Wound contraction is mediated by fibroblasts of the granulation tissue. Under certain conditions fibroblasts can convert into a cell type that shares many structural and functional features with smooth muscle cells, including the formation of the contractile smooth muscles protein actomyosin Bale et al (2000).
Carville (1994) explains that the main objective in applying a dressing is to create an environment that is conductive to healing. Therefore as a student nurse it is important to understand the physiology of wound healing, the ideal dressing should be chosen.
Natural fibre dry dressing, such as gauze are used as primary or secondary dressing for absorbency or wound protection. They can be used for compress or continuous wet dressing. However, according to Carville (1994) gauze is not considered to be an
'ideal dressing' as it provides a "dry" warm environment. Winter (1999) demonstrated that epithelisation of a wound occurs more rapidly if a most wound environment was maintained. Gauze dressing was found to shed fibres into the wound which provides focus for infection. Fragile tissue cells can easily be damaged following the removal of this type of dressing, further more exudate may strike through the dressing allowing pathogen to enter the wound further complicating the healing process.
Waldrop et al (2000) listed the following reasons for applying a dressing are "to create an environment that promotes healing, this is best done if the wound site is kept moist by using appropriate dressing. Reducing pain by excluding air from exposed nerve endings, benefiting the comfort of the patient".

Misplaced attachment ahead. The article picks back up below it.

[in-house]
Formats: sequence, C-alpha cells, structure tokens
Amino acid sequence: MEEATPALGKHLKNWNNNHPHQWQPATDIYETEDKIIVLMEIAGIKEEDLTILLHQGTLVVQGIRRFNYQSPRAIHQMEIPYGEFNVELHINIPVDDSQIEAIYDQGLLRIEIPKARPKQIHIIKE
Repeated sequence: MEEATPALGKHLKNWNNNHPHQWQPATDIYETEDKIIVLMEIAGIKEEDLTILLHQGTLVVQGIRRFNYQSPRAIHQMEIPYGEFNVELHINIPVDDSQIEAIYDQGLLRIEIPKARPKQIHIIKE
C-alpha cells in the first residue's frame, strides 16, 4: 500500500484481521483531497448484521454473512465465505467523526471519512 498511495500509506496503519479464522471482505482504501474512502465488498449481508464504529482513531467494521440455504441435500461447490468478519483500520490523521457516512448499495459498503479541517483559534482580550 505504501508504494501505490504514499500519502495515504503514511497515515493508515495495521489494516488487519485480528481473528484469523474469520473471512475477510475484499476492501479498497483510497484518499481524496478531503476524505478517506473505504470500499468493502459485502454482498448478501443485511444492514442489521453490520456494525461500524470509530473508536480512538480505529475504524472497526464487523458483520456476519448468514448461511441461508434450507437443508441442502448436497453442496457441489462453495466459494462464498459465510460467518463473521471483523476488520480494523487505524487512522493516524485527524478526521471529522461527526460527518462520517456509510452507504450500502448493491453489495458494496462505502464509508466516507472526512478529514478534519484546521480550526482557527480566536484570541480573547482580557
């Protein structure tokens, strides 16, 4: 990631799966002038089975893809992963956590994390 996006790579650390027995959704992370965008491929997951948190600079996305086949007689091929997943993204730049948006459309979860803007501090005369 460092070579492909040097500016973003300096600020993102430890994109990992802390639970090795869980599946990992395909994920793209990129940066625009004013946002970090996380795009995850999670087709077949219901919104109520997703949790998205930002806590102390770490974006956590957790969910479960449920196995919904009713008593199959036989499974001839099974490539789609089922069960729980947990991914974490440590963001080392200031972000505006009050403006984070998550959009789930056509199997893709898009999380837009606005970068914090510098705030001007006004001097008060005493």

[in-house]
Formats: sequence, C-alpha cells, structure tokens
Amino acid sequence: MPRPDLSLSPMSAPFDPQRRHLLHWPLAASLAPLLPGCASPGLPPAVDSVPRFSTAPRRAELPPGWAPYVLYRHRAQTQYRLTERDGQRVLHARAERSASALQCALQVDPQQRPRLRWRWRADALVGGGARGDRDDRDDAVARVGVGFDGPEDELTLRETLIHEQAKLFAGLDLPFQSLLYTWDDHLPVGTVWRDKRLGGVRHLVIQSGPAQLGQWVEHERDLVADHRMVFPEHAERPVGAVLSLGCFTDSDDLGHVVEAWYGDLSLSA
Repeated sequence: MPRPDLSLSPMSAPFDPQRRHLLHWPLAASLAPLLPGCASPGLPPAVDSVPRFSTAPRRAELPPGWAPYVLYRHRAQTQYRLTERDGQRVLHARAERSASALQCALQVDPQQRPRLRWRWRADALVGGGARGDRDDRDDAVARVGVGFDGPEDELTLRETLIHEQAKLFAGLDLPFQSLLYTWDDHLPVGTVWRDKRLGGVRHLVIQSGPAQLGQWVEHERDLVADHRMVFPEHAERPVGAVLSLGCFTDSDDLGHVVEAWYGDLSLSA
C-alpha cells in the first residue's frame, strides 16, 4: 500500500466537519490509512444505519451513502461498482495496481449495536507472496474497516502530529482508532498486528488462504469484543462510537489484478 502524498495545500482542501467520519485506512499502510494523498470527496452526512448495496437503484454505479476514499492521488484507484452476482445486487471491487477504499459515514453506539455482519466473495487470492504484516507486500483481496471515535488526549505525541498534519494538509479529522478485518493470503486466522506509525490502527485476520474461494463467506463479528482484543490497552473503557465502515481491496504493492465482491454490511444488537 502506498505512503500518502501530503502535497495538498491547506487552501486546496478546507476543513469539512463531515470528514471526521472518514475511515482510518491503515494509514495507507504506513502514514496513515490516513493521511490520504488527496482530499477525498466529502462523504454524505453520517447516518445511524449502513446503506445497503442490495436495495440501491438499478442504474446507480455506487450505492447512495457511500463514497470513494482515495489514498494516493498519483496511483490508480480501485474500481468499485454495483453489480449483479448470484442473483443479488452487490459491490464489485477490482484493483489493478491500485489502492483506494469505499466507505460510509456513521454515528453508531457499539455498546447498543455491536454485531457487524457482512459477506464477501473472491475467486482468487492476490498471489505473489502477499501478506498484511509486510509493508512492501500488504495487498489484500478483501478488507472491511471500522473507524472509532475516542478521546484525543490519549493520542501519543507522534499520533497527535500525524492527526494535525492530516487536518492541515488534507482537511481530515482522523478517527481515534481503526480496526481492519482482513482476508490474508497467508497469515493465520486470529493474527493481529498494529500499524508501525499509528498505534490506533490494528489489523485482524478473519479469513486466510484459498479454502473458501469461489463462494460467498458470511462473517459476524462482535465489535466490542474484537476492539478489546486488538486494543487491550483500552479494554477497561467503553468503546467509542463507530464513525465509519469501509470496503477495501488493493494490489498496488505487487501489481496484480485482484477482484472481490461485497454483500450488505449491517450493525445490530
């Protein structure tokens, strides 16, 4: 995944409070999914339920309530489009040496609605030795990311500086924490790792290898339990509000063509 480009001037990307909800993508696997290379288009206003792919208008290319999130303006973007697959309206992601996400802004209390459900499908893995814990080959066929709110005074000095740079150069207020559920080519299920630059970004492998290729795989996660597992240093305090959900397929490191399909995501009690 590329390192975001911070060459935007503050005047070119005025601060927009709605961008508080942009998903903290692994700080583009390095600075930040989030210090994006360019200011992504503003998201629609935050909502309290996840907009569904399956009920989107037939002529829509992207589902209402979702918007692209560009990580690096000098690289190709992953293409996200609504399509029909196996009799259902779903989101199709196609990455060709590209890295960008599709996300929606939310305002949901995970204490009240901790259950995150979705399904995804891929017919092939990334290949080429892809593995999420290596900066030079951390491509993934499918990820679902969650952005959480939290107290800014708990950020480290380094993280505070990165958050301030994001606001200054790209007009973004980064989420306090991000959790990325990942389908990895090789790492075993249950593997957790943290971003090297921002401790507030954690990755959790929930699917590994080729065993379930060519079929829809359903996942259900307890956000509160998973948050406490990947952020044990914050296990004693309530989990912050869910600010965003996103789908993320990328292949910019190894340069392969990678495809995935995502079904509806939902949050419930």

When wounds do not heal, there is an increase in discomfort that impact with the quality of life in patients. According to Waldrop et al (2000) this often leads to long-term disability and an increase in the risk for additional medical problems. Before the underlying causes of the problem can be addressed the wound must be debrided or cleaned.
Dressings and other treatments should be designed around the patient and consider such things as the ability to wear normal clothes and maintain a reasonable body image. Dealey (1994) stated that, "focusing on the patients needs in respect of the wound should be the aim of treatment". With a careful selection of dressing products to afford good wound control and with good care of the skin the impact of a non-healing wound on the patients lifestyle can be minimised.
To conclude, open wounds have many different tissue appearances, and the treatment objectives for each phase may require a different approach. In addition, the wound may produce differing amounts of problems in its various phases, which must be managed in an appropriate fashion. This influences the type of dressing that is selected for the treatment of the patient's wound. Non-healing wounds may be due to physiological problems or other factors which needs to be identified and addressed where possible, to improve healing ability and overall quality of life for the patient.
Bale, S., Harding, K., Leaper, D. (2000) An introduction to Wounds. London: Emap Healthcare.
Carville, K. (1994) Wound management - an art and a science. New England: University of New England Press.
Cherry, G., Harding, K., Ryan, T. (2000) (eds). Wound Bed Preparation
(International Congress and Symposium Series 250). London: Royal Society of Medicine Press.
Dealey, C. (1994). The Care of Wounds. Oxford: Blackwell Scientific Publications.
Hopkinson, I. (1992) Growth factors and extracellular matrix biosynthesis. Journal of Wound Care 1:2, 47-50.
Harding, K. (1998) (eds) Wounds: Biology and management. Oxford: Oxford Medical Publications.
Waldrop, J., Doughty, D. (2000) Wound healing physiology. In: Bryant R (ed). Acute and Chronic Wounds: Nursing management (2nd ed). Missouri: Mosby.